This is a tough drive so many people choose to sign up for a guided Road to Hāna Sightseeing Tour like this one and put their trust in an experienced local driver.
If you choose to drive the Hana Highway yourself, you will need to leave your hotel very early to get going (we’re talking like 6 am). I recommend leaving as early as possible to get ahead of the crowds which will also allow you to find parking much easier.
Give yourself 5 hours for the drive, plus time to see a few of the main attractions along the way. Try to be out of Road to Hana before sunset because this road can be very dangerous to drive at night.
You’ll most likely get back to your hotel at around 8 pm so be ready for an all-day-long adventure!
Where To Stay
When visiting Maui, most people stay in either Lahaina or Kihei – the two most popular hotel areas on the island. As an alternative, you can also book a vacation rental around Hana and spend more time exploring the Road to Hana.
If you decide to stay in Hana, you’ll already be at the center of the main attractions and won’t need to spend so much time driving in a car.
Check out our post next that covers 10 Amazing Places To Stay In Hana For Your Maui Adventure!
This list of the most beautiful places to stay in Hana offers a wide selection of relaxing hotels, luxurious resorts, and homey vacation rentals to ensure you’re well-rested for your Hana adventure!
What To Pack For Road To Hana
So what should you bring for the Road to Hana drive? The Hana Highway is located in a dense jungle next to the ocean so bring light clothing that you don’t mind getting muddy or dirty.
Here’s what we suggest packing for Road to Hana trip:
- The weather in Maui is mostly hot and humid. Wear clothing that is easy to layer like shorts and light tops.
- You will be trekking across muddy, wet terrain. It’s best to wear water shoes or hiking sandals with grip to avoid accidentally slipping and falling. My feet were completely soaked and covered in mud by the end of the day trip so bring an extra pair of shoes and socks to change into for the drive back.
- Wear your bathing suit! Nothing feels better for cooling off from hot weather than a quick swim in a waterfall or the ocean. I recommend already wearing a bathing suit underneath your clothes instead of changing there because you won’t have much privacy at these locations.
- It’s easy to get sunburned in Mau. Don’t ruin your vacation with a bad sunburn by wearing mineral sunscreen, lip balm, sunglasses, and bring plenty of water for your trip.
- There are several porta-potties and bathrooms along this route. I always bring travel toilet paper and hand sanitizer in case they don’t have any in the visitor bathrooms.
Dramatic coastlines, black sand beaches, jungle forests, and jaw-dropping waterfalls – it’s no wonder why Maui is considered to be one of the most beautiful places on Earth!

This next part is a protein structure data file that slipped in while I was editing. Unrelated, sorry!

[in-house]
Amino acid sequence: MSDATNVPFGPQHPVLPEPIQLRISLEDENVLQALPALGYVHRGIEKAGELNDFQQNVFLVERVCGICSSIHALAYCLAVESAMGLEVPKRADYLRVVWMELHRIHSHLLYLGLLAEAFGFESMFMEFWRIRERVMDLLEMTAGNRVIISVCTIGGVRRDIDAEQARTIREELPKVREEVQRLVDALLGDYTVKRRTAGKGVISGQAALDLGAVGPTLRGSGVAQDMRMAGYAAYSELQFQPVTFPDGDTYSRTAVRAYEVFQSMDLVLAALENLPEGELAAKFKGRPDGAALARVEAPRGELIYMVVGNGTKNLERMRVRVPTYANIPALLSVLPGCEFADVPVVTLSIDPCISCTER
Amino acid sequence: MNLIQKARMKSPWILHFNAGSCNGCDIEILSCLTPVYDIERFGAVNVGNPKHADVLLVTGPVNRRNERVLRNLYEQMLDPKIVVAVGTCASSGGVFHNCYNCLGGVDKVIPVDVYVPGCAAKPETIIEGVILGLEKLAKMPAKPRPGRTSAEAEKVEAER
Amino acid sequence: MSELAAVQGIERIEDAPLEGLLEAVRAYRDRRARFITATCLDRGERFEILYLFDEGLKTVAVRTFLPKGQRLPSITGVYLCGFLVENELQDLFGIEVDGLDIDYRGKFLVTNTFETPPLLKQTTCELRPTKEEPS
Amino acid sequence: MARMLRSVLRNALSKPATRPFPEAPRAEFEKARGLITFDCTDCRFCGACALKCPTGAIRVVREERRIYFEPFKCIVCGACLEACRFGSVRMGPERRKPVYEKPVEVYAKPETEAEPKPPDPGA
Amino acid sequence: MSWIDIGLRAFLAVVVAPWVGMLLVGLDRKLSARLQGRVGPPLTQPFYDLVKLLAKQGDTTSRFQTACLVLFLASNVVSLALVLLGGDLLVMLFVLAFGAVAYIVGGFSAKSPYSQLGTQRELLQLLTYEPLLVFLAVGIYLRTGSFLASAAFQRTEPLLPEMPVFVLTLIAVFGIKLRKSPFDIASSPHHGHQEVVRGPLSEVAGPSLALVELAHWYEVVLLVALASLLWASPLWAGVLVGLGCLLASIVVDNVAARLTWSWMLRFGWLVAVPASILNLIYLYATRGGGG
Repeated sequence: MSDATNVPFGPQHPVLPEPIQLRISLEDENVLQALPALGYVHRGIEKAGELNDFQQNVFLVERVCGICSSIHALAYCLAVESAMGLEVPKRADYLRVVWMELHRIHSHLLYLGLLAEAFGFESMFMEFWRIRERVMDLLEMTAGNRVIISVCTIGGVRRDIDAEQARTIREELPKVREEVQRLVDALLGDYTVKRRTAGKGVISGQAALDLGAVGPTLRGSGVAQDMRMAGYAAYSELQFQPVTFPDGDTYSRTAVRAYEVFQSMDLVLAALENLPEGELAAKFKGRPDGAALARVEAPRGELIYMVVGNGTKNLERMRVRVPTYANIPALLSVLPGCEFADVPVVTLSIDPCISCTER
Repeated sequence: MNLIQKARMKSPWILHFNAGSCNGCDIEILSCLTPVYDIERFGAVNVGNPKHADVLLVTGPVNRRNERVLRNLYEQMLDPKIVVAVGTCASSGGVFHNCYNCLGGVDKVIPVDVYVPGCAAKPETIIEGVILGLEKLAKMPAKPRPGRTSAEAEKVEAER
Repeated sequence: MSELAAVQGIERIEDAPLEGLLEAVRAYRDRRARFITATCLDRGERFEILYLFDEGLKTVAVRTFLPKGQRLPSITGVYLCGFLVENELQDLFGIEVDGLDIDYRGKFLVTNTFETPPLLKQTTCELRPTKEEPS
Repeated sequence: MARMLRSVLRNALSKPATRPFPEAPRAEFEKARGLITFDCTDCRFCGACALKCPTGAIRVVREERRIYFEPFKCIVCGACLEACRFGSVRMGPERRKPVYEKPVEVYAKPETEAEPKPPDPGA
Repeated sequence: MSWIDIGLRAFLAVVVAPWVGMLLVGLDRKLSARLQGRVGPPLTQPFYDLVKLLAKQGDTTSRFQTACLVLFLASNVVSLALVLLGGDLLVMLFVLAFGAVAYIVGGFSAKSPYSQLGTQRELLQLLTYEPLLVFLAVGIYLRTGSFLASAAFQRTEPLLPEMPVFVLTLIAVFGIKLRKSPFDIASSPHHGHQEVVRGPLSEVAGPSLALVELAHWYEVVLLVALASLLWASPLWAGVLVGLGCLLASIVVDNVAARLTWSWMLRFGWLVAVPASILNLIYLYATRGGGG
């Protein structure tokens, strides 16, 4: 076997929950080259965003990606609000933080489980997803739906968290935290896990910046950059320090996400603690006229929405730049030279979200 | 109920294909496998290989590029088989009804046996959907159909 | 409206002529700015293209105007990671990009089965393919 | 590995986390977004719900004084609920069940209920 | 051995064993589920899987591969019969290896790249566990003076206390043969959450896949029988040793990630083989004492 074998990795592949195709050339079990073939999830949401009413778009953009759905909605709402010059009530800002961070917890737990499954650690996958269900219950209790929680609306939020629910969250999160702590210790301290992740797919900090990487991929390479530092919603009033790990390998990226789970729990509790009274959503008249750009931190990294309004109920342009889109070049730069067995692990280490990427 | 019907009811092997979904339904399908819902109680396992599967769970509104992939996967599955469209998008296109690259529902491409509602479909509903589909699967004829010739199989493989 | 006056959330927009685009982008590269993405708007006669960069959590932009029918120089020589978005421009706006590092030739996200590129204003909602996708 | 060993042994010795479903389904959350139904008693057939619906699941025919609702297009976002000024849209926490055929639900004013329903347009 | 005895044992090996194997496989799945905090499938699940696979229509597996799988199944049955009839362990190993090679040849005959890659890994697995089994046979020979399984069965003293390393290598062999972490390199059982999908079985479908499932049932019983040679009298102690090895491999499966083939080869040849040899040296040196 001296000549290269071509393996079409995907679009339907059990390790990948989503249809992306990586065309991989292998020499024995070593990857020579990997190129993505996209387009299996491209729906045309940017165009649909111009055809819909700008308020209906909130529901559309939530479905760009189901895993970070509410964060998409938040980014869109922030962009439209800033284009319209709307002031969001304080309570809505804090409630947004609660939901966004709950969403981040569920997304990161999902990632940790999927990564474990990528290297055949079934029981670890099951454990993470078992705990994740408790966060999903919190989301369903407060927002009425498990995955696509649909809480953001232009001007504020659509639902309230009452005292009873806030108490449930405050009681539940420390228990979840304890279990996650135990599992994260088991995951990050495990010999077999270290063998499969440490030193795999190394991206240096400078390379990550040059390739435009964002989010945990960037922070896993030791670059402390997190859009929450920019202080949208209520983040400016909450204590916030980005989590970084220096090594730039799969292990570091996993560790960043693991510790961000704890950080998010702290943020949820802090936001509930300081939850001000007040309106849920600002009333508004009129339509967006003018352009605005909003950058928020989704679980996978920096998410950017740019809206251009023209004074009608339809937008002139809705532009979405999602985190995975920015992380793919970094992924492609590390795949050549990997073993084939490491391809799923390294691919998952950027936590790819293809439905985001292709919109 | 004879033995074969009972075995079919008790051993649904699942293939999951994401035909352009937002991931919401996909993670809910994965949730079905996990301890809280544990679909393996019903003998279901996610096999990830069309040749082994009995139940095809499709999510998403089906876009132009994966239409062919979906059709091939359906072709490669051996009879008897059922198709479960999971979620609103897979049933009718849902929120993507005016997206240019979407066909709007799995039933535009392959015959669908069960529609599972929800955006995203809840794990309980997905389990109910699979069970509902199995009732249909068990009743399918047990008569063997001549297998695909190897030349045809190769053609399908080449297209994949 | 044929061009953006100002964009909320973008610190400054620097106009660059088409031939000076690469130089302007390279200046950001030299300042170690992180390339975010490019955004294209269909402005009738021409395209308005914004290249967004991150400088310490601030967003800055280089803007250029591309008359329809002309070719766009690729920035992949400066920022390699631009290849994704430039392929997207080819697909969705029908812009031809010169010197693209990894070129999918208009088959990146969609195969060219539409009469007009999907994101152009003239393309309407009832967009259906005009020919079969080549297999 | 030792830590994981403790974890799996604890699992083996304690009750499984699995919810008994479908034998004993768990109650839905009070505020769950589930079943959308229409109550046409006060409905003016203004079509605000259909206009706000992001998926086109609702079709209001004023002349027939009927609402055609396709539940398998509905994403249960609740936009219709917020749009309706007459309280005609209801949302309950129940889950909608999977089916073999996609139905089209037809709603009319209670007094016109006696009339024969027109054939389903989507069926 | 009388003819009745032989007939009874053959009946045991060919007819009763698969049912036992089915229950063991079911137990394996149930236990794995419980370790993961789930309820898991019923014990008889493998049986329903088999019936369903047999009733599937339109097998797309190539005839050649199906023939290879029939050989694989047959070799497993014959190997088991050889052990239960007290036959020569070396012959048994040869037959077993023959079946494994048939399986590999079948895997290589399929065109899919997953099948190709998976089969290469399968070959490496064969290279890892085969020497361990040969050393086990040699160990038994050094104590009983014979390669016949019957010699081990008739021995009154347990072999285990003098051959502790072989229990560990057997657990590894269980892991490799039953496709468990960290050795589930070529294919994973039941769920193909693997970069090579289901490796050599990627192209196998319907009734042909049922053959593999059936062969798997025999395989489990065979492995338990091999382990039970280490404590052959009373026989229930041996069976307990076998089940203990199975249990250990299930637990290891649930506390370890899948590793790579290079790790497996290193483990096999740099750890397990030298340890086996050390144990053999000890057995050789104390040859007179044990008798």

Looking for more things to do in Maui? Here are some of our other popular Maui posts to help you with trip planning!
- 10 Amazing Places To Stay In Hana, Maui
- 30 Of The Best Things To Do In Maui, Hawaii
- 10 Incredible VRBOs In Kihei On Maui’s Sunny South Shore
- 25 Amazing Free & Cheap Things To Do In Maui
- 9 Of The Best Hikes In Maui, Hawaii For Visitors
- 16 Easy Things To Do In Hawaii Volcanoes National Park
Interested in stepping up your photography game? Here is the camera gear that I carry everywhere I go to create amazing travel photos:
- Main camera: Sony a7c Camera. The Sony a7c is tiny, light, full-frame, and durable – in other words, amazing!
- Polarizer Filter: Hoya 40.5 mm Filter. Polarizing filters reduce glare in water, protect the lens from getting scratched and bring out the best colors when it’s bright outside. Having a polarizing filter is a must-have if you plan to photograph lakes, oceans, rivers, and waterfalls.
- Wide Lens: Sony 16-35 mm F4. Great for capturing wide panoramas, nature landscapes, and cramped city streets. Mounts to any Sony mirrorless camera and features autofocus, image stabilization, and incredibly sharp images.
- Lightweight Travel Tripod: Manfrotto Carbon Fiber Tripod. A good tripod is essential for capturing images in low light conditions, such as during sunset and sunrise, or creating smooth water effects when shooting waterfalls. The Manfrotto Carbon Fiber Travel Tripod is very sturdy, light, and folds small so you can take it on all of your adventures!
- Memory Cards: SanDisk Extreme 256 GB. It’s always good to bring a few extra memory cards on trips. SanDisk Extreme is ultra-fast for capturing high-quality images, bursts, long exposure night shots, and 4k videos. This memory card is also durable and reliable yet very affordable.
- Camera Batteries: Wasabi Power Battery Set. I’ve made the mistake of getting to a location to realize my camera is out of battery. Always keep your batteries charged with this camera charger set.
- Camera Bag: Lowepro adventure shoulder bag. A camera bag is something you should definitely invest in! Without having a proper place to store it I would get my camera scratched, sandy, or even occasionally drop it.